NAMIBIA'S SHIFTING SANDS
By Chris McBeath

Namibia has many names. The bushman call it The Land God Made in Anger. Seafaring Portuguese named its coastline the Gates of Hell, likely for the hundreds of shipwrecks still wallowing in the shallow waters. And others speak of A Thirstland Wilderness. Intriguing, harsh, and beautiful, Namibia is all these things.

Deadviei Couple; (Photo: Chris McBeath)

It is also a country of enormous contrasts. Wedged between two enormous deserts, the Kalahari in the east and the Namib in the West, Namibia also offers the wildlife rich swamplands and floodplains to the north and east, heading into Angola, Zambia, Zimbabwe and Botswana.

The working area beyond is more akin to an overcrowded, compressed Home Depot. Rough koa lumber is piled to the ceiling; milled sheets are stacked like vertical reams waiting a fuller expression; and the air heavy with dancing sawdust, smells sweet of wood, Hawaiin humidity and glue.

Namibia's sandscapes, though, steal the show.

Deadviei; (Photo: Kamaka Ukulele)

The Dunes & Deadviei

Driving the endless hard-packed dirt roads through the Namib Desert, the oldest desert in the world, is a lonely affair punctuated by swirling sands and monolithic granite slabs that catch the shadows with dark ferocity. This is Mad Maxx country. Rising up some 325 metres from the valley floor, are the gargantuan red dunes that completely transform the horizon, shape shifting as the harsh winds clip across their surface. Climbing Dune 45 is a pilgrimage for many, a place where the soft, undulating sand gets into your hair, up your nose, and stains your socks red.

Climbing Dune; (Photo: Chris McBeath)

Within this extraordinary landscape is Deadviei, a 'dead marsh' where the sun has seared the sand into a rock hard oasis, and scorched the trees black into a 1,000 year-old petrified forest. Where the burning desert extends fingerlike dunes into the crashing rollers of the Atlantic Ocean, UNESCO has named The Sand Sea a world heritage site. Explore the coast further, and the sands will take you to abandoned townships of departed diamond miners. Here, sand spills into open doorways, nestles beside broken chairs, and hides beneath tables in unruly piles. Kolmanskop is the best known. It lies beside land that has produced more than 100 million carats of diamonds. Little wonder that its hospital had the first X-ray machine in southern Africa, primarily for detecting gems hidden in the bodies of workers.

Dune Landscape; (Photo: Chris McBeath)

Sands Shifting for a New Economy

With mineral mining accounting for 25 per cent of the country's income, there's a lesser-known story to Namibia's compelling sandscape.

First are the pipelines that carry water from saline centres by the sea across the desert to mining venues inland. New, above-ground routes are impacting migration patterns for wildlife, as well as their access to water. As in the rest of Africa, water is a desperate commodity.

An even more disturbing story is unfolding behind the pipelines: the completion of the world's largest uranium pit-mine. Funded by China and operated largely by a Chinese workforce, (reportedly in excess of 4,500 in a country where unemployment is over 70%), the Husab Mine is akin to Rosswell's Area 51 in terms of security and isolation. Add to this that the mine (and its toxic debris) is located in a national park, within a few kilometres of two critical life-supporting rivers, and the future of Namibia's ancient sands looks tenuous.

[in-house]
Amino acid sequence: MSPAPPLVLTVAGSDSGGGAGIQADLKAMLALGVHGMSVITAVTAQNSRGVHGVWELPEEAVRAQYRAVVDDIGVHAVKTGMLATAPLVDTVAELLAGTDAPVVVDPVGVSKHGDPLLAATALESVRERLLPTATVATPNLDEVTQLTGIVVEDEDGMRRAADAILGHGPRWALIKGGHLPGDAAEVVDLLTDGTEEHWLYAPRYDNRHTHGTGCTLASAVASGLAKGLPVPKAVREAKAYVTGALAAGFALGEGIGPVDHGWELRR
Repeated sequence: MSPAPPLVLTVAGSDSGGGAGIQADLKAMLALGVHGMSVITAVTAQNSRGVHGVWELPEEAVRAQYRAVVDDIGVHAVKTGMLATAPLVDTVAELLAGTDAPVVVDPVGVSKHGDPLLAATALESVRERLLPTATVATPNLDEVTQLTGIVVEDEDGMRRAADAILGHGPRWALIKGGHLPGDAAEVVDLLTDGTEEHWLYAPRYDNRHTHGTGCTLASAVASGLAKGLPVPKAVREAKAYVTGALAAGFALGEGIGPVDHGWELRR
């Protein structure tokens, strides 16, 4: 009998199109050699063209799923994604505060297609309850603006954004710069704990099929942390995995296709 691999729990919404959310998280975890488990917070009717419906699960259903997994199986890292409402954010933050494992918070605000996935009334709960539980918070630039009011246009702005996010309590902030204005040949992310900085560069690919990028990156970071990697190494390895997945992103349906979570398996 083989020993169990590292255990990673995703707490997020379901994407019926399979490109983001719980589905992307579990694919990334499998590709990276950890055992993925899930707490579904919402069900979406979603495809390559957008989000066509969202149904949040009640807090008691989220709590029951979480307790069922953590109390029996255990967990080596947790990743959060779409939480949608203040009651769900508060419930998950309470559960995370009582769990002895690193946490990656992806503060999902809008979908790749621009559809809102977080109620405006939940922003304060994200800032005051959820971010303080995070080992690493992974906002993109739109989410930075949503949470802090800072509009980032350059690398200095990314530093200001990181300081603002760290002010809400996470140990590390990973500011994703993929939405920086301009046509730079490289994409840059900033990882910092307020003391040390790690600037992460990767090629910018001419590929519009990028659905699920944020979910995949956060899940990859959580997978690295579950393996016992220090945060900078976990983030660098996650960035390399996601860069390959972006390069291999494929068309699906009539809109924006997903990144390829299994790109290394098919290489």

Welwitschia Drive; (Photo: Chris McBeath)

A Survival Conundrum

Already, mining traffic is threatening the survival of what is considered the oldest living plant species in the world, the Welwitschia.

Found nowhere else on the planet, this hardy species survives along a 15km wide corridor that travels northwards into Angola. Many of these sprawling, untidy succulents are hundreds of years old, having survived droughts, sandstorms and untold temperature extremes. Propagating only when there is enough rain, often only once in a decade, scientists have been able to determine their age. One plant is allegedly 2,000 years old, germinating at the time of the Romans; another took root in 700 AD, during the T'ang Dynasty and Viking era.

Welwischia with Jay Sarro; (Photo: Chris McBeath)

As indomitable as the Welwitschia is, its health is failing, seemingly unable to withstand the incessant clouds of grit kicked up by convoys of multi-wheeled mining vehicles that crisscross the ambiguous desert moonscapes. The other concern is that new migrants will find commercial value in the plants' medicinal properties, known to the local Herero people to cure liver and stomach ailments. For a species of such excruciatingly slow growth, this would surely mean their demise.

Endless Road; (Photo: Chris McBeath)

In Africa, the mining economy is a familiar story. In many countries, offshore investment, primarily from China, is building roads, airports and other much-needed infrastructure in large part to support mining operations as well as tourism. Namibia is certainly a jewel of the continent but the resource-rich sands could well be creating an ethical conundrum of survival.


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